Giving Makes a Difference
Giving can make a big difference in expanding learning opportunities for students in Shorewood Schools. The Shorewood SEED (Supporters of Excellence in Education Development) Foundation has helped raise over $200,000 annually to help fund projects, grants, and other various monetary needs of the Shorewood School District since 2003.
Bullying Prevention Unit
During the 2013-2014 school year, SEED fully funded a $2,449 grant request from elementary school counselors Julia Nash (Atwater) and Meghan Markham (Lake Bluff) to purchase a Bullying Prevention Unit, which was implemented into the curriculum in Kindergarten through 5th grade. Julia and Meghan discuss the importance of informing and empowering students in the face of conflict.
1.) What exactly is the Bullying Prevention unit?
The Bullying Prevention Unit is a 5K-5th grade curriculum designed by The Committee for Children. The bullying units are broken into four different lessons (with the opportunity for booster lessons to continue the discussions). The four lessons are focused on: recognizing bullying, reporting bullying, refusing bullying, and bystander power. Each grade level has its own video series with realistic examples of what bullying can look like, how to refuse bullying, and how to make it stop.
As school counselors, we were also inspired to make positive changes in our students’ lives. We want our students to be able to conquer any social or emotional dilemma that may occur. We want ALL students to feel empowered that their voice and their actions can help their peers. If they don't feel comfortable about how another student is being treated, they can report the bullying or step in and help stop it.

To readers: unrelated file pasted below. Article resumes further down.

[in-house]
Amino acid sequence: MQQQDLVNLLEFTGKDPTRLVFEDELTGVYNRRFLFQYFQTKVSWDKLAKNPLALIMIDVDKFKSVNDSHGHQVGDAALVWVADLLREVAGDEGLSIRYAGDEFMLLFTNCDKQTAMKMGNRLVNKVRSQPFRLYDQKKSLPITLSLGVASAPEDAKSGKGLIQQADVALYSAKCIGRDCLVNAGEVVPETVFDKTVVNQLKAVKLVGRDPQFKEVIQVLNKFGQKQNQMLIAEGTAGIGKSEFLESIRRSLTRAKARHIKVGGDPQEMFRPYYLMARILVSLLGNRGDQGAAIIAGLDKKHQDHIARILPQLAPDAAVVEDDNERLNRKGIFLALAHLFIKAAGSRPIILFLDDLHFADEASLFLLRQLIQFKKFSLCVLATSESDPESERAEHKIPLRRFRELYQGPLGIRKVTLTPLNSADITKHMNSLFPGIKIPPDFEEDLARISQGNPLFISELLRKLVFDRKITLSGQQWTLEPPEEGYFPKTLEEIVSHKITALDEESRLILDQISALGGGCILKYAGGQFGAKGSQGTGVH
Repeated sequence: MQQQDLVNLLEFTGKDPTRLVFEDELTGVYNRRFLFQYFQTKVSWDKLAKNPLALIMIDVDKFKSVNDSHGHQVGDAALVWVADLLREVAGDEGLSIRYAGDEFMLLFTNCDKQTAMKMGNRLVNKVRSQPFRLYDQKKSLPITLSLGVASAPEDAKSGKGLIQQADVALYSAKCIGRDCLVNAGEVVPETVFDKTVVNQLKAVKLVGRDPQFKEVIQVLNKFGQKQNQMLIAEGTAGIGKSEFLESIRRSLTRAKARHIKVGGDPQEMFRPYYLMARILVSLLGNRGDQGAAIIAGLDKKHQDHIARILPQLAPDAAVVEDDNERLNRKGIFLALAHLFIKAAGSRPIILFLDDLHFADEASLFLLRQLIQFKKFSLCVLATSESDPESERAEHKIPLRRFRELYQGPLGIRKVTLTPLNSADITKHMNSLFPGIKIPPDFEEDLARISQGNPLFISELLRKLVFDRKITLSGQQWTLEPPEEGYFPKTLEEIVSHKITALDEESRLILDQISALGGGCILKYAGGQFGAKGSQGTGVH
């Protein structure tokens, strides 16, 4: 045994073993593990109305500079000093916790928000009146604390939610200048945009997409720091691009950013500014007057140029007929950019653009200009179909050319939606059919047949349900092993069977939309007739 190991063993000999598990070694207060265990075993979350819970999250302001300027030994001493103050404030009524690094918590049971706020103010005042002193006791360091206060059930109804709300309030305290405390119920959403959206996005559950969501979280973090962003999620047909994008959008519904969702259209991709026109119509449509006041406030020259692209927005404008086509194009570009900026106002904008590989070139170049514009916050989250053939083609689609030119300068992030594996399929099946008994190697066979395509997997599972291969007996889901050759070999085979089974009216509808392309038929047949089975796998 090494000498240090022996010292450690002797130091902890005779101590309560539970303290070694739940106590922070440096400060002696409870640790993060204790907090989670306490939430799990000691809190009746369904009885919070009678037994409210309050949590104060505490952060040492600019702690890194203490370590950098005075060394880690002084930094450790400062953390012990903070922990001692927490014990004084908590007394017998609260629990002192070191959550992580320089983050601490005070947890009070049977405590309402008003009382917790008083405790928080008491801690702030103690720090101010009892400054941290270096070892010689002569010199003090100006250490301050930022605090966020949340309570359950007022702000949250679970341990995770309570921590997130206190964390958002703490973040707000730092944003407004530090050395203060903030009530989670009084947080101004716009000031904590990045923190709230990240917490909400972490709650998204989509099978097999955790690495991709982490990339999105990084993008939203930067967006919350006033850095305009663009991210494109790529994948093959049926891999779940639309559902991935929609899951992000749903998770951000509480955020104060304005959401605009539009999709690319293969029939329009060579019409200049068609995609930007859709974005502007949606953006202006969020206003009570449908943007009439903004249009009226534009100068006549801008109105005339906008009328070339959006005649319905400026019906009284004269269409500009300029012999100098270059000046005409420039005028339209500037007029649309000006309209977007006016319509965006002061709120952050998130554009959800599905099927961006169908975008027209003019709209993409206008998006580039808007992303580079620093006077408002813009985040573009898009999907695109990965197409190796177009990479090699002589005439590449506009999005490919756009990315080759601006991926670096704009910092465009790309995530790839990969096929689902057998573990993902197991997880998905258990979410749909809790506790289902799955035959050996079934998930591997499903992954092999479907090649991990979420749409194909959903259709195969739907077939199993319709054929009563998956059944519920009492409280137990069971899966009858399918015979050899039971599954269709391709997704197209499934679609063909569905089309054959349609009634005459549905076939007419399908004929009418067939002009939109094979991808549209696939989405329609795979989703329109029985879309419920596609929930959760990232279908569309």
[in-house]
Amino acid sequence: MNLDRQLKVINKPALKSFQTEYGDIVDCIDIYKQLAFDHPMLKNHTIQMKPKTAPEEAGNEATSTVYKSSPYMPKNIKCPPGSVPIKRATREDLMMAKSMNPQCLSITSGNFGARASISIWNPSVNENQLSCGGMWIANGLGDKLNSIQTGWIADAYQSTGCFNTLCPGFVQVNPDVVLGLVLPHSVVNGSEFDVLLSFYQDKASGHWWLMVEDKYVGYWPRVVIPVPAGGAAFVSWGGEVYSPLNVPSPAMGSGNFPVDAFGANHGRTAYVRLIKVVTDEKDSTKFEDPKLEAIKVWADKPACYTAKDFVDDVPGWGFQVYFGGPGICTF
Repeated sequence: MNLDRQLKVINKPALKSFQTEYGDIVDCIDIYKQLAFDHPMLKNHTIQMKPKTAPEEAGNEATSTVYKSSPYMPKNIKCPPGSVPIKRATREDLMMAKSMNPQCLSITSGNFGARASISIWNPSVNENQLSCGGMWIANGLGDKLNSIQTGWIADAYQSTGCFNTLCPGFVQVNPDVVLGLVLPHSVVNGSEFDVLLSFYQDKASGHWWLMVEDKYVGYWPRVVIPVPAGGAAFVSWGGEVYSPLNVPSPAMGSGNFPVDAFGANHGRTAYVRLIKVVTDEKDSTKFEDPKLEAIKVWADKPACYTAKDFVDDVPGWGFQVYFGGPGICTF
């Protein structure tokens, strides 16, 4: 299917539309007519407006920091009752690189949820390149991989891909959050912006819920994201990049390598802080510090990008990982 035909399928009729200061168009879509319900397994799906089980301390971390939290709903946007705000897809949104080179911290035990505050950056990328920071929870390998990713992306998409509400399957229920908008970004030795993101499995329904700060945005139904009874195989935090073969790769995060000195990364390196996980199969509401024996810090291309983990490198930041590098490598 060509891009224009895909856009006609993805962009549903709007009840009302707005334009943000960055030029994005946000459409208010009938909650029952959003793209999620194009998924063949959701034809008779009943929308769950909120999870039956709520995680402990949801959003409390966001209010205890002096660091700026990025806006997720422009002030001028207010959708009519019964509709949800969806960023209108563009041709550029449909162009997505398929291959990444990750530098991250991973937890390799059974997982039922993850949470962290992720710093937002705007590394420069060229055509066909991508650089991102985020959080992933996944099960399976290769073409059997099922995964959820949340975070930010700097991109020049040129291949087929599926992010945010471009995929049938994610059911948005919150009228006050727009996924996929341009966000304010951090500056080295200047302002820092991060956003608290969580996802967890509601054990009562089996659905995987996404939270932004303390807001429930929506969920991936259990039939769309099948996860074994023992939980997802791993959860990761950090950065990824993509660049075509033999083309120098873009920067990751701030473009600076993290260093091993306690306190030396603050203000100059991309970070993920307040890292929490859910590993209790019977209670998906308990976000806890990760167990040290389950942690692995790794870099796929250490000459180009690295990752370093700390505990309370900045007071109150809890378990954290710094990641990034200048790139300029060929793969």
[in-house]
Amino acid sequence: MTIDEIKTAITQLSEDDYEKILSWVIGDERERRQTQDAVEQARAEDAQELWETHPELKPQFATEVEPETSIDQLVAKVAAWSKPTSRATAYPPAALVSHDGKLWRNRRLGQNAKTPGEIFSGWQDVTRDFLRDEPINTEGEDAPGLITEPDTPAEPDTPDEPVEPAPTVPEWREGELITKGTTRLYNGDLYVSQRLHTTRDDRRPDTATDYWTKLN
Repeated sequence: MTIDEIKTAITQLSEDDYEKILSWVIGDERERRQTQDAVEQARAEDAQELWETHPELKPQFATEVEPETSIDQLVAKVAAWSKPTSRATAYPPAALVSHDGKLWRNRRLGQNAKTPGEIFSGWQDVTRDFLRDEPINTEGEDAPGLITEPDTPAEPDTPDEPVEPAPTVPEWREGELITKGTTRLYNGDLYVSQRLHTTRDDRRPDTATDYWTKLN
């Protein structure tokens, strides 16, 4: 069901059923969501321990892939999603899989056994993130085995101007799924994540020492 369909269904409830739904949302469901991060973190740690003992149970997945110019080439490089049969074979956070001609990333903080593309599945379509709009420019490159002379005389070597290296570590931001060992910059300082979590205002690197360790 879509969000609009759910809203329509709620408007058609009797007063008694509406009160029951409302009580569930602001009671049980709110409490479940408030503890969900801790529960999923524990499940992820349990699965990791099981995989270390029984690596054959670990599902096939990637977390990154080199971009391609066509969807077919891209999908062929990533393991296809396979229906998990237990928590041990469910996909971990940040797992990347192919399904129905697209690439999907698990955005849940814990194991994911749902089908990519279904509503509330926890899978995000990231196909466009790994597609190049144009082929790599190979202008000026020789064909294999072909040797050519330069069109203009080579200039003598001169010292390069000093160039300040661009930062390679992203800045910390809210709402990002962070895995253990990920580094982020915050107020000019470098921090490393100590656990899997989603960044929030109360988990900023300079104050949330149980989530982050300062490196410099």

2.) What inspired you to write the SEED grant?
We saw bullying prevention as an area that was still confusing to students. Many students did not understand that conflict and bullying were different things and handled in different ways. The Bullying Prevention curriculum clarifies that in a way that is easy for students to understand, even K5 students! It also empowers the bystanders to do SOMETHING. The curriculum shows that by ignoring the situation, laughing, or joining in makes the situation worse and gives examples of what bystanders can do instead to support the one hurt.
3.) How was this unit incorporated into the regular curriculum?
This curriculum is designed to be taught in addition to our social/emotional lessons that we focus on throughout the school year in guidance classes.
4.) How has Bullying Prevention expanded students' learning experiences?
Students really enjoyed these lessons! They were able to make connections to the videos, it generated great class discussions, and it empowered our students to empathize with others at all times, but especially those times of challenging situations.
5.) Were you optimistic that the grant proposal was going to be chosen for fulfillment?
We certainly hoped that we would receive the funding for it since the number of students impacted by this curriculum would be all students at both elementary schools.
6.) Why do you think philanthropy is important for Shorewood Schools?
Philanthropy is important for any school and student because it provides an experience where you feel a real purpose in helping others. Students learn empathy and compassion by participating, build a greater sense of community, and collaborate to achieve a common goal.
Wednesday May, 27, 2015
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